Supplementary resources by topic. Price Ceilings and Floors is one of 51 key economics concepts identified by the Council for Economic Education (CEE) for high school classes.

Price Ceilings and Floors

On this page:

Definitions and Basics
In the News and Examples
A Little History: Primary Sources and References
Advanced Resources
Related Topics

Definitions and Basics

Price Controls, from the Concise Encyclopedia of Economics

Governments have been trying to set maximum or minimum prices since ancient times. The Old Testament prohibited interest on loans, medieval governments fixed the maximum price of bread, and in recent years governments in the United States have fixed the price of gasoline, the rent on apartments in New York City, and the minimum wage, to name a few. At times governments go beyond fixing specific prices and try to control the general level of prices, as was done in the United States during both world wars, during the Korean War, and by the Nixon administration from 1971 to 1973….

Rent Control, from the Concise Encyclopedia of Economics

Rent control, like all other government-mandated price controls, is a law placing a maximum price, or a “rent ceiling,” on what landlords may charge tenants. If it is to have any effect, the rent level must be set at a rate below that which would otherwise have prevailed….

Minimum Wages, from the Concise Encyclopedia of Economics

Minimum wage laws set legal minimums for the hourly wages paid to certain groups of workers. Invented in Australia and New Zealand with the admirable purpose of guaranteeing a minimum standard of living for unskilled workers, they have been widely acclaimed as both the bulwark protecting workers from exploitation by employers and as a major weapon in the war on poverty….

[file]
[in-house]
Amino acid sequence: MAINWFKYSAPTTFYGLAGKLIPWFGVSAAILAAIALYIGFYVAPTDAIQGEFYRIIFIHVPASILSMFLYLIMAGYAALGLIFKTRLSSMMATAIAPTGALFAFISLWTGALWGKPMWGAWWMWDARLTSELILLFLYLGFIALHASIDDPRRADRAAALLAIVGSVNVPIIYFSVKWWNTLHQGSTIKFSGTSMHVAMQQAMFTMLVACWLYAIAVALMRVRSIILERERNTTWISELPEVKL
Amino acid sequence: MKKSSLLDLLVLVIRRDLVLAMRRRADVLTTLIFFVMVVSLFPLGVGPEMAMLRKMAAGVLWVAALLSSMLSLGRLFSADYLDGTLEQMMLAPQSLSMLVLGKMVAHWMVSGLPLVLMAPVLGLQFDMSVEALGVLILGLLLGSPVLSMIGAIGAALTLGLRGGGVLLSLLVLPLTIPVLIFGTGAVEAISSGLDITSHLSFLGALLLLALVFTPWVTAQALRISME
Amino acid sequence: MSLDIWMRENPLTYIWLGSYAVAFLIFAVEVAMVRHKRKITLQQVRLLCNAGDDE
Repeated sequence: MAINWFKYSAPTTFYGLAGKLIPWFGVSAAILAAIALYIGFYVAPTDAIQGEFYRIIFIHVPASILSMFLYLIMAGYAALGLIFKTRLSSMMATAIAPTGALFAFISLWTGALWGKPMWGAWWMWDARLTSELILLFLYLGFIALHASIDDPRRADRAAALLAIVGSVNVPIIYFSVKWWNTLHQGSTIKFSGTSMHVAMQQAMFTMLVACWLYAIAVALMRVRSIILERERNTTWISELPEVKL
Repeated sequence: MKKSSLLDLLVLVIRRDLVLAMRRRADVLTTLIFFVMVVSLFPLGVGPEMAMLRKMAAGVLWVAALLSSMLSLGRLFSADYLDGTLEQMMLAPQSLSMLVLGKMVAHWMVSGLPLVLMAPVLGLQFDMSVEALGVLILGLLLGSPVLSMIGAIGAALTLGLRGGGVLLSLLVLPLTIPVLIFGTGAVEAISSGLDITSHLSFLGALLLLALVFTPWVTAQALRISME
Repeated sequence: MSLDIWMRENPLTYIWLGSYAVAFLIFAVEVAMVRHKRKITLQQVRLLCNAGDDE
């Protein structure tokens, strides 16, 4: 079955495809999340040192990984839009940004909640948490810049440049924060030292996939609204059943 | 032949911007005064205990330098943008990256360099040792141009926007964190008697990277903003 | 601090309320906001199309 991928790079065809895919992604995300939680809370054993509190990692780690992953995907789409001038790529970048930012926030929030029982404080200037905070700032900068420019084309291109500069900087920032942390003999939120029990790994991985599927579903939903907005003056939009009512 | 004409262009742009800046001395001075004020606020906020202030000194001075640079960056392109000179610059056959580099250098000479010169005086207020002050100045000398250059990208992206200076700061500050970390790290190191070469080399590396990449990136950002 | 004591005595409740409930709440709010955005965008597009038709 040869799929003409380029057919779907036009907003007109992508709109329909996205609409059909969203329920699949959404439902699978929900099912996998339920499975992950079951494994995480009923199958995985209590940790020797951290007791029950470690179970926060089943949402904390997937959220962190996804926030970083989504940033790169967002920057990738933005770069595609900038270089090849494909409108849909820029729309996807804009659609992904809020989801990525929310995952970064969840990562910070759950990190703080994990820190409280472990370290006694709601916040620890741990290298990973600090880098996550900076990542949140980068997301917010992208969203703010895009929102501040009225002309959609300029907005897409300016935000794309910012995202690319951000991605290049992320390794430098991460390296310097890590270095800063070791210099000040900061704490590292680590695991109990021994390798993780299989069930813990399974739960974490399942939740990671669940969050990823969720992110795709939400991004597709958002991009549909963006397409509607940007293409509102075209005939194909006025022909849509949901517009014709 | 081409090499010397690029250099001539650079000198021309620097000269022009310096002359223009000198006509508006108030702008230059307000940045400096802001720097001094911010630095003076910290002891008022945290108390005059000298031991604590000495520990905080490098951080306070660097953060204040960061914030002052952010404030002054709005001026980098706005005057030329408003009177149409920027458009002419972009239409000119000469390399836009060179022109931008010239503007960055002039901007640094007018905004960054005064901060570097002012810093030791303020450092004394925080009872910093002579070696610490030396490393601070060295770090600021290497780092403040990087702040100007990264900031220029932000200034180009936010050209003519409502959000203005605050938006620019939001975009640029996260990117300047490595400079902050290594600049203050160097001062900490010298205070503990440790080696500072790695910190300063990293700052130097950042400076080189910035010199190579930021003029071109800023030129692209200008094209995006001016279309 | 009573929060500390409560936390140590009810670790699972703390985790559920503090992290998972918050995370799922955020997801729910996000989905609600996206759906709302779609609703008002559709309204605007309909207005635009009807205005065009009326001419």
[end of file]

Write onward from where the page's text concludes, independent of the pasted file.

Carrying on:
Agricultural Subsidy Programs, from the Concise Encyclopedia of Economics

Since the early 1930s, governments of wealthier countries around the world have used a dizzying array of schemes to support and subsidize farmers. In poor countries, where a large fraction of the population is engaged in farming, governments have tended to tax and regulate agriculture. As incomes grew and the population on farms dwindled in such countries as South Korea and Taiwan, those countries’ governments shifted from penalizing farmers to subsidizing them and protecting them from imports. These countries, along with Japan, now have among the highest subsidy and protection rates in the world. Forms of farm support also differ by country and commodity, and different forms have different impacts on agriculture and the rest of the economy.

In the News and Examples

Economists Debate the Minimum Wage, by Robert P. Murphy on Econlib

Rent controls in Mexico City: Tepito’s Way, by Ibsen Martinez on Econlib

However, in Maracaibo, Medellín, Caracas, Colon, Guayaquil or San Salvador, as in many other Latin American cities, “barrio” almost invariably is shorthand for “populous, dangerous and smelly sinkhole on the fringe of civil society.” There are, of course, other accepted though more complex meanings of the word. Consider Tepito, in downtown Mexico City….

A Little History: Primary Sources and References

Advanced Resources

Related Topics

Markets and Prices

Roles of Government

Government Failures and Public Choice Analysis

Employment and Unemployment